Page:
By Marvin Bell
Of the sleeves, I remember their weight, like wet wool,
on my arms, and the empty ends which hung past my hands.
Of the body of the shirt, I remember the large buttons
and larger buttonholes, which made a rack of wheels
down my chest and could not be quickly unbuttoned.
Of the collar, I remember its thickness without starch,
by which it lay against my clavicle without moving.
Of my trousers, the same—heavy, bulky, slow to give
for a leg, a crowded feeling, a molasses to walk in.
Of my boots, I remember the brittle soles, of a material
that had not been made love to by any natural substance,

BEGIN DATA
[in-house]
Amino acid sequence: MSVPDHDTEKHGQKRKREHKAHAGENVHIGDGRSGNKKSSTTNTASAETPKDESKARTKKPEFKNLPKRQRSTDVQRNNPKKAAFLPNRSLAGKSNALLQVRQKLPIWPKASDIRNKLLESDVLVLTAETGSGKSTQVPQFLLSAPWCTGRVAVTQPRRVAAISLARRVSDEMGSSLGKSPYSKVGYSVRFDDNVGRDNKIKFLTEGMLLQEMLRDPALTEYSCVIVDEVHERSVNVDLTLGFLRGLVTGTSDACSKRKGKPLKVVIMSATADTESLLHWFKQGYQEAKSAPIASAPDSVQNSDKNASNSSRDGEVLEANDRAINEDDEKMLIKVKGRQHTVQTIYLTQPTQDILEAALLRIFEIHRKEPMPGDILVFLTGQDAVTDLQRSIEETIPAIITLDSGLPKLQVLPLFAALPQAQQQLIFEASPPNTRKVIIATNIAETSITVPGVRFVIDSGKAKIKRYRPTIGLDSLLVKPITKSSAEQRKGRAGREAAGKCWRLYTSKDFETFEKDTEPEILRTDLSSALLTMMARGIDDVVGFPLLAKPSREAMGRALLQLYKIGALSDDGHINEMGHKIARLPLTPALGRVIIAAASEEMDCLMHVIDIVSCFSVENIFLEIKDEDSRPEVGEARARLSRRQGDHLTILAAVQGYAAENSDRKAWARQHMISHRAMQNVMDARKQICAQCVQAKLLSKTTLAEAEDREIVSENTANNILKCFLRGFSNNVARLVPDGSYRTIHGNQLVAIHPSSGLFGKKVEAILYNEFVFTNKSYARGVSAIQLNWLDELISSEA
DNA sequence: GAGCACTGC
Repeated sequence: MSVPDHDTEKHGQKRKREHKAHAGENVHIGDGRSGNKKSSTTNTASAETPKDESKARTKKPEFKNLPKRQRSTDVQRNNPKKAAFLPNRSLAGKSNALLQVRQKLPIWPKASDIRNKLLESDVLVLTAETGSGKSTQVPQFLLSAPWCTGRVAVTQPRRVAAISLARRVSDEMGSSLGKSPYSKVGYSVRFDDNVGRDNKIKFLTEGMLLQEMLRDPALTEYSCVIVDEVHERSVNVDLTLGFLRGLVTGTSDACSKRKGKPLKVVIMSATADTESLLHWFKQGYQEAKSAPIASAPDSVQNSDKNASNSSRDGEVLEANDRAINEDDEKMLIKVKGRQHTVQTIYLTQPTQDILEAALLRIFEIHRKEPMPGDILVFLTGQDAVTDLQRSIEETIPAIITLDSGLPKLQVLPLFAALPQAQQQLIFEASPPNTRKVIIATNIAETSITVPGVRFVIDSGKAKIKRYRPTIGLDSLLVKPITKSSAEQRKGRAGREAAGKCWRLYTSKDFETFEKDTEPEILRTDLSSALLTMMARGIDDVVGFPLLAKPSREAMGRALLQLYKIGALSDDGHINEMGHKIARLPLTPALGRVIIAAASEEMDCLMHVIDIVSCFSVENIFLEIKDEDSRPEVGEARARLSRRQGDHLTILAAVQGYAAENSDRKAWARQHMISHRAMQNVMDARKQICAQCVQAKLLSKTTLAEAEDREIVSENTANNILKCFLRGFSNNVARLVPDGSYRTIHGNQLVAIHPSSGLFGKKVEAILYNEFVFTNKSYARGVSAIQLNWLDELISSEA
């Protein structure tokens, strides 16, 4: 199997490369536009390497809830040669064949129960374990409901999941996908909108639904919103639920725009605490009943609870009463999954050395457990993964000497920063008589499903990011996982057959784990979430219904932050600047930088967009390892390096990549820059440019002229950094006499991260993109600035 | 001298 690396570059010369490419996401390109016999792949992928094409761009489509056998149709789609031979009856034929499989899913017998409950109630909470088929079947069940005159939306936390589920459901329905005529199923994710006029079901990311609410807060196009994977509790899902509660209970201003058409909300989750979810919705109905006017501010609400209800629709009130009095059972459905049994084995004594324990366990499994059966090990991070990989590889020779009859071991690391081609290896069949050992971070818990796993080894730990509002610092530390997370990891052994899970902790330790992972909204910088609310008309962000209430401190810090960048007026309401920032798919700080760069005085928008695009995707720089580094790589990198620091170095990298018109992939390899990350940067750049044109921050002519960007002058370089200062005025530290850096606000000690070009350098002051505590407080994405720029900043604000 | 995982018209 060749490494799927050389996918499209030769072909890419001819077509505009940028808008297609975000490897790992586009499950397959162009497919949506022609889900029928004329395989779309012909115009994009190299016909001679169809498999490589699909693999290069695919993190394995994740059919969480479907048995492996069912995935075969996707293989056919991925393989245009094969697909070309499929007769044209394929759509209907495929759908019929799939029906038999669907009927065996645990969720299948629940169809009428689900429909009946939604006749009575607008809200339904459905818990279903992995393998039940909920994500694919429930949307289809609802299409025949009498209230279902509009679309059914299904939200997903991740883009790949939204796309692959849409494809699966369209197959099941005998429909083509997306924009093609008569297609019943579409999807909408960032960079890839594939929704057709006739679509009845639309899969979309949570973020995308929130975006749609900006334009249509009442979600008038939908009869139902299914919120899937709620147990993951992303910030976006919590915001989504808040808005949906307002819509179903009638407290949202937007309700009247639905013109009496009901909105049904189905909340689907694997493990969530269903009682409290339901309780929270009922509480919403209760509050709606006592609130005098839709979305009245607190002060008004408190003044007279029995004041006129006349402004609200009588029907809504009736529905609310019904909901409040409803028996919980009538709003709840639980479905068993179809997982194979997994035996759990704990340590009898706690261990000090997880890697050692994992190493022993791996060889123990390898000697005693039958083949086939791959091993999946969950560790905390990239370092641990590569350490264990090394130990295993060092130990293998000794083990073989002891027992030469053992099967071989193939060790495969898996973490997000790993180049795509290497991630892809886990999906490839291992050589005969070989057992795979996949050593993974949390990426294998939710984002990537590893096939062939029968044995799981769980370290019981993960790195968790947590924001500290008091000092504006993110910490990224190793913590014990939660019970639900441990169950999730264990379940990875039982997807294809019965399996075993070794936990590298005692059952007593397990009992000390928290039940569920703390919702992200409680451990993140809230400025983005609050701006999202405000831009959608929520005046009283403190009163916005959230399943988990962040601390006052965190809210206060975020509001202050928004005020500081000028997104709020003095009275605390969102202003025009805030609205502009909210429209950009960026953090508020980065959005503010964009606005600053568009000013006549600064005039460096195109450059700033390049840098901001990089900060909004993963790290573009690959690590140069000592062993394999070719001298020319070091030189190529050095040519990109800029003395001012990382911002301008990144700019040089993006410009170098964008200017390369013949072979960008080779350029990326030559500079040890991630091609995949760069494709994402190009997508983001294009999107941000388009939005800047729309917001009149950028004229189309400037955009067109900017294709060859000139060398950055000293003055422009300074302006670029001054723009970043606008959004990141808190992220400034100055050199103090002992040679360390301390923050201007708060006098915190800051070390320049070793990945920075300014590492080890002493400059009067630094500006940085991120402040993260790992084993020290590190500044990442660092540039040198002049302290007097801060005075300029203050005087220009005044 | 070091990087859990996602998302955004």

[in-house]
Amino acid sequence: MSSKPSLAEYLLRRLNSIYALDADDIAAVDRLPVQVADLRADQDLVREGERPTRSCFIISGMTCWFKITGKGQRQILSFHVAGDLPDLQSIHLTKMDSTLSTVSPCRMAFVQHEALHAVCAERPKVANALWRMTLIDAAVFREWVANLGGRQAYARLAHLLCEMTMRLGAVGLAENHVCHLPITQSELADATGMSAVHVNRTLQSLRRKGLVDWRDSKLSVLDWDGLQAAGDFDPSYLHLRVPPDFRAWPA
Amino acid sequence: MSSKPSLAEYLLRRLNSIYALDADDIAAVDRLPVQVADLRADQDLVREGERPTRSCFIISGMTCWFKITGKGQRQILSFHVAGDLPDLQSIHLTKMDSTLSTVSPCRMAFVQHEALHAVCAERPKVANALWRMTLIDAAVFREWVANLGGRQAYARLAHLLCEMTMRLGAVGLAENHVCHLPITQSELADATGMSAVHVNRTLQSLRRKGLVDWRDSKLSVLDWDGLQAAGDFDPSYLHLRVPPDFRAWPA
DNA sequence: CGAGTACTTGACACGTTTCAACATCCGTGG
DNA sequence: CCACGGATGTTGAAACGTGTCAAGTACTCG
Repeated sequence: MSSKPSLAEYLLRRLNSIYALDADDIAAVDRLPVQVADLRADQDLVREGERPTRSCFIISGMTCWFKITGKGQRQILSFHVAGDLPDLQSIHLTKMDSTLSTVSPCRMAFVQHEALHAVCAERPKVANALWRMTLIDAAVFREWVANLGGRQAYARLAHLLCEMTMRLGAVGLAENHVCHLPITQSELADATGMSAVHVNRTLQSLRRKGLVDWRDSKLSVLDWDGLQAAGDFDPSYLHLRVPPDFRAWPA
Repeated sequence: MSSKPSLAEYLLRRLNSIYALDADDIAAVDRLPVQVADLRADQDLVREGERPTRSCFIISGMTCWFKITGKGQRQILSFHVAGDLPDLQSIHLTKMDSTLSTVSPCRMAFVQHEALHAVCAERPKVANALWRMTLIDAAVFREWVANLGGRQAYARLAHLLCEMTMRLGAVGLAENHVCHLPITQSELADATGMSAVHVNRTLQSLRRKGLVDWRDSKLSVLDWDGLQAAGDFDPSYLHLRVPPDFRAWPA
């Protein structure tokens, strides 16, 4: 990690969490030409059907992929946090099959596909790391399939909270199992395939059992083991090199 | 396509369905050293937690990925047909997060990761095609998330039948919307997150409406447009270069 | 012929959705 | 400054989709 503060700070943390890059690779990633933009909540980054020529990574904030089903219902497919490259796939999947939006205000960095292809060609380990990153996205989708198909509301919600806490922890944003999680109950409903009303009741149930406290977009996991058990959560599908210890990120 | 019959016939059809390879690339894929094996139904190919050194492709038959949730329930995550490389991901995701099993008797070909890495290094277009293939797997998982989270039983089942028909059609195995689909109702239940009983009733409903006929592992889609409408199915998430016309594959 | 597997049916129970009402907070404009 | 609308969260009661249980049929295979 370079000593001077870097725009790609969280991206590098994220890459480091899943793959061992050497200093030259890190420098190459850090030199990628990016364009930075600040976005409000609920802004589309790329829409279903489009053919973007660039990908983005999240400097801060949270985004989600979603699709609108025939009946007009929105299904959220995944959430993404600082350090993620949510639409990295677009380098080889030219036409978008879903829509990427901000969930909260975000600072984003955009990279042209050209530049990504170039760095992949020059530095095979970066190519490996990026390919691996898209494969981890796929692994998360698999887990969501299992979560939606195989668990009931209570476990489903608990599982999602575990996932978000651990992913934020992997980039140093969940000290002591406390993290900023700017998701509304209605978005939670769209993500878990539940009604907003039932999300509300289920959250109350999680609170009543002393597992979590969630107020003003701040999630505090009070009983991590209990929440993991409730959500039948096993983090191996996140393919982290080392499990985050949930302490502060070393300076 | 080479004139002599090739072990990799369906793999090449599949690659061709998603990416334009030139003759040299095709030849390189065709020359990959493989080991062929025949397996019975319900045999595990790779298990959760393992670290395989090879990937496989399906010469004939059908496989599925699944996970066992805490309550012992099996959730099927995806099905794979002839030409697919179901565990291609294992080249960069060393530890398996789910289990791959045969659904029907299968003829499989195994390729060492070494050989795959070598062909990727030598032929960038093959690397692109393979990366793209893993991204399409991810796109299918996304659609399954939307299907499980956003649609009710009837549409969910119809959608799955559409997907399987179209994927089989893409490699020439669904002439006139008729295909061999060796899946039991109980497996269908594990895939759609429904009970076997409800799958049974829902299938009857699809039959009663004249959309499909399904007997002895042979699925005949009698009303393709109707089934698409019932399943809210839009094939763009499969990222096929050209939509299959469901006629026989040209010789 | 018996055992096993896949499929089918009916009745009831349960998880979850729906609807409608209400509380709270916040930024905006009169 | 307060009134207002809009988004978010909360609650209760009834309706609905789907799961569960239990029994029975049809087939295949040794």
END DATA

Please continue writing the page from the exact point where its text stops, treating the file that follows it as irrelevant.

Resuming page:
and the laces: ropes to make prisoners of my feet.
Of the helmet, I remember the webbed, inner liner,
a brittle plastic underwear on which wobbled
the crushing steel pot then strapped at the chin.
Of the mortar, I remember the mortar plate,
heavy enough to kill by weight, which I carried by rope.
Of the machine gun, I remember the way it fit
behind my head and across my shoulder blades
as I carried it, or, to be precise, as it rode me.
Of tactics, I remember the likelihood of shooting
the wrong man, the weight of the rifle bolt, the difficulty
of loading while prone, the shock of noise.
For earplugs, some used cigarette filters or toilet paper.
I don’t hear well now, for a man of my age,
and the doctor says my ears were damaged and asks
if I was in the Army, and of course I was but then
a wounded eardrum wasn’t much in the scheme.